A recently released academic review of 37 randomised trials examines the effectiveness of neutralising antibodies for Covid-19, and reports good news for the effectiveness of Covimmune™, Aegros’ first hyperimmune product.
Reviewed by Aegros’ Medical team, an outline of this important paper is below.
Accumulated data demonstrates that neutralising antibodies are strongly correlated with protection from symptomatic and severe outcomes in COVID-19. This study, co-authored by eminent Australian haematologists, and leading scientists from the Kirby Institute UNSW, integrates data from 37 randomised controlled trials to investigate how the timing and dose of passive antibodies predicts protection from SARS-CoV-2 infection, and provides a quantitative framework to help guide future rational testing and deployment of this important therapeutic modality.
Overall the study demonstrates that “treatment either prophylactically or early in the course of infection is a major determinant to achieving protection with passive antibody administration in COVID-19.”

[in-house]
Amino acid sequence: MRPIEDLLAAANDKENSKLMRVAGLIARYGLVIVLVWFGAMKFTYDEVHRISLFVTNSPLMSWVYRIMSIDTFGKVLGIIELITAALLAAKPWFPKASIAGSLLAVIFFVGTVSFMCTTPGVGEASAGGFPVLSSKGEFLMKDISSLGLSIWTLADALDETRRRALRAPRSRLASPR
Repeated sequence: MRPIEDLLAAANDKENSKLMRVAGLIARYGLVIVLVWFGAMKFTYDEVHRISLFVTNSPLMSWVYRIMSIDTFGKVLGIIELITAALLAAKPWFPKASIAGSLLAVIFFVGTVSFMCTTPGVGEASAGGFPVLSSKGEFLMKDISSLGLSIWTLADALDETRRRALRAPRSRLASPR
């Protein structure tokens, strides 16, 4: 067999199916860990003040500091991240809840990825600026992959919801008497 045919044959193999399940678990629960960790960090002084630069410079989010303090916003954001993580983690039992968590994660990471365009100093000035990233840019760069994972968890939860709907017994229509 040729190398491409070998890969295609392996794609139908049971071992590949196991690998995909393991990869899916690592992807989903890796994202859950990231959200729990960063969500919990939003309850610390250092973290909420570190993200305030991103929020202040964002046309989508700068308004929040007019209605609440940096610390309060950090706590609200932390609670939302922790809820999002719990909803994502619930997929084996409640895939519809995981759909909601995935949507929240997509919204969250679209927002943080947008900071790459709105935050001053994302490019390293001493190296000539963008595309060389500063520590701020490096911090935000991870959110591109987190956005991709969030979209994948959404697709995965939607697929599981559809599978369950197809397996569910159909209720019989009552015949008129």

The authors caution that “a major factor that will affect future use of antibody therapies is the recognition of SARS-CoV-2 variants with different degrees of immune escape from neutralising antibodies. SARS-CoV-2 neutralising monoclonal antibodies … each target a single SARS-CoV-2 epitope, making them vulnerable to immune escape by viral variants.”
An alternative approach suggested by the authors is using “…convalescent plasma from individuals infected with Omicron (or vaccinated with a variant-specific vaccine) may be expected to be more specific to the Omicron variants. Thus, studies are needed to assess the variant-specific titre of different CP or hyperimmune immunoglobulin pools against future SARS-CoV-2 variants to predict their effectiveness.”
Aegros is currently delivering such a study assessing our hyperimmune immunoglobulin product CovimmuneTM manufactured from variant-specific plasma which contains high titres of polyclonal neutralising antibodies directed specifically against the prevailing SARS-CoV-2 variant of concern.
Importantly, the authors conclude by observing that “despite the availability of effective vaccines for COVID-19, a significant population of elderly or immunosuppressed individuals may be unable to fully benefit from existing vaccines. Passive antibody therapy has the potential to be used either prophylactically or therapeutically in this population.”